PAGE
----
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Old 04-11-2013, 07:11 PM   #276
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Putting on my legal cap for a moment -- Disney has a legal obligation to act in a reasonable manner to keep passengers safe. Notice I didn't say they had to guarantee the safety of their passengers, the law only expects what is "reasonable." In the aftermath of a terrible accident it is appropriate to examine Disney's policies and practices to determine if any rules were violated and to see if procedures should be altered to improve safety at the pool. I see nothing wrong with having a discussion on the topic.


Now, as a mom, my reaction is entirely different. All I want to do is hug Chase's parents and tell them how sorry I am that this happened and how I wish the best for that poor child.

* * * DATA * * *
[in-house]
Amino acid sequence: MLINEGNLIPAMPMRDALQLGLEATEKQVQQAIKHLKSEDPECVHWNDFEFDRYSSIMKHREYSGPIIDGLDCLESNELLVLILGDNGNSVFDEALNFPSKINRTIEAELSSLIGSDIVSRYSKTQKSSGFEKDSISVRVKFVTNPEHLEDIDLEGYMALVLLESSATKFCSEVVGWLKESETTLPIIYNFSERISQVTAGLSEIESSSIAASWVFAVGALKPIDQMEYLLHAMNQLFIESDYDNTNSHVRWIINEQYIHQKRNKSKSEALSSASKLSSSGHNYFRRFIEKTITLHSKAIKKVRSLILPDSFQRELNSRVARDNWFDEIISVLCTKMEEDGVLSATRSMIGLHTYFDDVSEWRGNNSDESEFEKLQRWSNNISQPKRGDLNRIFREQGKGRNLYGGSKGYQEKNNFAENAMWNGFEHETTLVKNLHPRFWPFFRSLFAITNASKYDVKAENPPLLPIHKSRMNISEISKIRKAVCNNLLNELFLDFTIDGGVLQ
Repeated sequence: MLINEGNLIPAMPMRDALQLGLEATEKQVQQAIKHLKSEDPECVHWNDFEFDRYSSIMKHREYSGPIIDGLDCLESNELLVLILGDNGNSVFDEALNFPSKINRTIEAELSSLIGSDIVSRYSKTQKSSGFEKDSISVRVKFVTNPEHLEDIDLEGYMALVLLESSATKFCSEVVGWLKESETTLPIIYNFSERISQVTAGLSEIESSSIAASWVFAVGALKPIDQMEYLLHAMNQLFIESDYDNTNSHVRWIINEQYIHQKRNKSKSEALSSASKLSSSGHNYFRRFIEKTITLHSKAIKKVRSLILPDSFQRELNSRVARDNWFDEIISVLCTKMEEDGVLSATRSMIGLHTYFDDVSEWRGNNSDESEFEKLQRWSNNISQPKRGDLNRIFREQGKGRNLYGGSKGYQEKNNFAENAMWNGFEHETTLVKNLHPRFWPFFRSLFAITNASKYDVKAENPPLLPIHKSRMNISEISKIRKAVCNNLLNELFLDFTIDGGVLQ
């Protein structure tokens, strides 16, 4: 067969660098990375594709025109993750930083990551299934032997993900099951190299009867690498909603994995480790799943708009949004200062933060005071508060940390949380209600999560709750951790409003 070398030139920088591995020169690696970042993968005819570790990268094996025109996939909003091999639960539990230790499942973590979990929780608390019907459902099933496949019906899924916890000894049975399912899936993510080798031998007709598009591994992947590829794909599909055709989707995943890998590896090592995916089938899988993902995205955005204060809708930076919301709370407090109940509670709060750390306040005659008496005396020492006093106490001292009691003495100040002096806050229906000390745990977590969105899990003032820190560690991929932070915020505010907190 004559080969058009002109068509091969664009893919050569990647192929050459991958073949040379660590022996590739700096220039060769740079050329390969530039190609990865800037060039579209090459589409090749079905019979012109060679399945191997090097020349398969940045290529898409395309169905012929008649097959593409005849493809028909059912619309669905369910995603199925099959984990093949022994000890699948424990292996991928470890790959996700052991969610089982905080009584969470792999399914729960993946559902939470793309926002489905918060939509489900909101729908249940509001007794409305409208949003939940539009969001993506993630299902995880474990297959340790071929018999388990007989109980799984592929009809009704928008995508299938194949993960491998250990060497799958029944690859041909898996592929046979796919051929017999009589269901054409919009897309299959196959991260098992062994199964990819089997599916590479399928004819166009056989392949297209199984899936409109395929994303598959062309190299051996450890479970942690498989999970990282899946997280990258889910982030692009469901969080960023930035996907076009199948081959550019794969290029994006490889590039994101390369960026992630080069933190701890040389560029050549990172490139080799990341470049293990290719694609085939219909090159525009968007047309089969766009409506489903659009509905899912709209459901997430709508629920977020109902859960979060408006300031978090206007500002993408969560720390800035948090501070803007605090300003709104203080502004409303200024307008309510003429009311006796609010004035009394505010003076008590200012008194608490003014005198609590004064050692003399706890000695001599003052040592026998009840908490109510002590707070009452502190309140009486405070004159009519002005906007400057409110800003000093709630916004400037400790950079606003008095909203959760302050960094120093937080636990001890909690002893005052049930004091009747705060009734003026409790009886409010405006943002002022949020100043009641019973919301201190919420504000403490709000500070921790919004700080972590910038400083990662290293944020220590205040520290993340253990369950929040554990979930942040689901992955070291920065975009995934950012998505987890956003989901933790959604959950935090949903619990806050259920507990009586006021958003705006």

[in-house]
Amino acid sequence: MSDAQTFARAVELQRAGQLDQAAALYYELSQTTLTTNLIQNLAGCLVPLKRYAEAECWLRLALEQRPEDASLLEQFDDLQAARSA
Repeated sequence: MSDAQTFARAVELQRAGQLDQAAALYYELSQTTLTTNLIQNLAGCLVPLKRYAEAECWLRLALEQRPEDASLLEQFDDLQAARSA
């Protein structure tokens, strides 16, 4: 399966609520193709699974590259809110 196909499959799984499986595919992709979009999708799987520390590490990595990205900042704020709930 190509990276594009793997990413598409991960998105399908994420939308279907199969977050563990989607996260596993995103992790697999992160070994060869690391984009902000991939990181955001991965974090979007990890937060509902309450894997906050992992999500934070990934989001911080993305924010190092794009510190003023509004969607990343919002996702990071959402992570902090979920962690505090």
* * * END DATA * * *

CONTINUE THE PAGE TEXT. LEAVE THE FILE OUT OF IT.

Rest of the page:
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Old 04-14-2013, 10:12 PM   #277
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Have not heard any news about Chase in a while - have been out of touch. Does anyone know how he is doing?
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Old 04-14-2013, 10:31 PM   #278
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Parents are posting updates on Facebook and Caring bridge. They brought him home to Minnesota, to a hospital near their house. The. MRI results were not good but the family remains hopeful.

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Old 04-15-2013, 08:38 AM   #279
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Originally Posted by donaldlovesdaisy View Post
Wow cruise ship pools sound like a complete nightmare!!! Makes sense how this little guy could get separated from his family. What a tragic accident and I really hope he recovers from this.